NEW YORK (

TheStreet

) -- An increase in income tax receipts helped cut the U.S. monthly budget deficit in half this April compared to last year, the Treasury Department said on Wednesday.

The budget deficit came in at $40.5 billion for April, down from the $82.7 billion deficit in April 2010, according to the U.S. Treasury Department's monthly financial statement. Economists were expecting a $41 billion figure, according to

Briefing.com

.

In April, government spending rose to $330 billion from $328 billion in April 2010. For the first seven months of the fiscal year, government spending was up about 9% to $2.189 trillion from $1.999 trillion a year earlier.

The government reported that receipts in April rose to $289.5 billion from $245.3 billion. Individual income tax receipts were up to $155.6 billion from $107.3 billion while corporate income tax receipts saw a slight gain, coming in at $25.1 billion from $23.1 billion in the prior year.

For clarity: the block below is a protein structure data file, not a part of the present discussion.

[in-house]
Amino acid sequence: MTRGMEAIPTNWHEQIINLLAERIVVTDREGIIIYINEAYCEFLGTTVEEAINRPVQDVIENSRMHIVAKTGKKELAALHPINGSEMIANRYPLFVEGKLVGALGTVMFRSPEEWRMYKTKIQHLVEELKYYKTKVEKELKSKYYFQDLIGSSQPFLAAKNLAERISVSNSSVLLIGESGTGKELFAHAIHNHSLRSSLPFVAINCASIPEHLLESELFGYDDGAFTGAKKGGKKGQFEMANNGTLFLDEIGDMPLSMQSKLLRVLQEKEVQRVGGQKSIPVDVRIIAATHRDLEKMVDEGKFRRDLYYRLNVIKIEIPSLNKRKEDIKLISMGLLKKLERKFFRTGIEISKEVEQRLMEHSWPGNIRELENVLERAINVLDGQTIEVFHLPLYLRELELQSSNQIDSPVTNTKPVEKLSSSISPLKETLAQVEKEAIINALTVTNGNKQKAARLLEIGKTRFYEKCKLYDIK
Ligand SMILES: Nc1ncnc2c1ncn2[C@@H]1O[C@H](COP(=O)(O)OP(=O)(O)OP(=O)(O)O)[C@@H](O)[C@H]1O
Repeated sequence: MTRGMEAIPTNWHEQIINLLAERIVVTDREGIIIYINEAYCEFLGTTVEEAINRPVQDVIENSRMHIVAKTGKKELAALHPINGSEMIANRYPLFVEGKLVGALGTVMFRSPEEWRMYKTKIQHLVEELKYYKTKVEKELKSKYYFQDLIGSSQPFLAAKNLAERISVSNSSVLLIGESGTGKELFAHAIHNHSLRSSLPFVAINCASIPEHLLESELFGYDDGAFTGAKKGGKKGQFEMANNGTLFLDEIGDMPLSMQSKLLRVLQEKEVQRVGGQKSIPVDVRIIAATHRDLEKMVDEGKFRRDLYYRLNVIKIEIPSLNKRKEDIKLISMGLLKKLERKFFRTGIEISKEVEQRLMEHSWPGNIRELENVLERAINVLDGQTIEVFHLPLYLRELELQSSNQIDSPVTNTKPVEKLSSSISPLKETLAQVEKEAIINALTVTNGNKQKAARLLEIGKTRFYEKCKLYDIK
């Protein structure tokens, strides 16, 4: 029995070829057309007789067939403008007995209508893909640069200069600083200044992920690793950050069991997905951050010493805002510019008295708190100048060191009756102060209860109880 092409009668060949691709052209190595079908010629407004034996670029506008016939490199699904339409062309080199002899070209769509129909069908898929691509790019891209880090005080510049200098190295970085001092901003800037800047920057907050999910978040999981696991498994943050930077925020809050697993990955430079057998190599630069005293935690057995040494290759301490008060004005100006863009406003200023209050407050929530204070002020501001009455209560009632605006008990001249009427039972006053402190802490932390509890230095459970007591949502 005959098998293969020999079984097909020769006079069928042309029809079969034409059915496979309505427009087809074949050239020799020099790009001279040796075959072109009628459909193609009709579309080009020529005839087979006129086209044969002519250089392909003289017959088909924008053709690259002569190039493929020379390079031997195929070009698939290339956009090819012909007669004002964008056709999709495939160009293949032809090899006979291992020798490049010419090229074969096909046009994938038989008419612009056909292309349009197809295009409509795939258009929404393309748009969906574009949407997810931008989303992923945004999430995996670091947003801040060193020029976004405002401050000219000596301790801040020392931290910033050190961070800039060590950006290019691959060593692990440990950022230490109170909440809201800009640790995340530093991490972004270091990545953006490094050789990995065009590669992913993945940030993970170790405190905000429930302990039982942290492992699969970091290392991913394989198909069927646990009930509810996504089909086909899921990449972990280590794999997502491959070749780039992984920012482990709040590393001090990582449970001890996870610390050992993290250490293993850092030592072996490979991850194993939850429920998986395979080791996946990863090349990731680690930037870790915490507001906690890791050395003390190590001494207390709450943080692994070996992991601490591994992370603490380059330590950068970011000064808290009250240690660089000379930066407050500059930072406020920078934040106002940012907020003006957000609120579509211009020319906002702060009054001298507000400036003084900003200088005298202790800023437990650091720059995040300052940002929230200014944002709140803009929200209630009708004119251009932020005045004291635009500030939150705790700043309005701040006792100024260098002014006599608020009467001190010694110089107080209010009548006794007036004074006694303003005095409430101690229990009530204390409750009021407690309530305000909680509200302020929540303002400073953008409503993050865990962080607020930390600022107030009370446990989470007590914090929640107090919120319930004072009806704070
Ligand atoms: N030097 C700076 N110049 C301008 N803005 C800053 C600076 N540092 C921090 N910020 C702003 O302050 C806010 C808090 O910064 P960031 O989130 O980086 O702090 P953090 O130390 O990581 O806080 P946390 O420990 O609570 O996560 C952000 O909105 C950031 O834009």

Still, the increase in tax revenue is not nearly enough to keep the federal budget deficit from exceeding $1 trillion for a third consecutive year. The deficit remains on pace to grow by $1.4 trillion during this budget year, according to an estimate from the Congressional Budget Office.

As the May 16 deadline for the $14.294 trillion debt ceiling approaches, President Barack Obama plans to discuss the issue with lawmakers but said he won't be directly involved in any negotiations.

Congress has raised the debt ceiling 10 times in the past decade, according to

National Journal

. Now Republicans are saying they will refuse to vote to increase the borrowing limit unless the administration agrees to pass deep cuts in spending.

--

Written by Theresa McCabe in Boston

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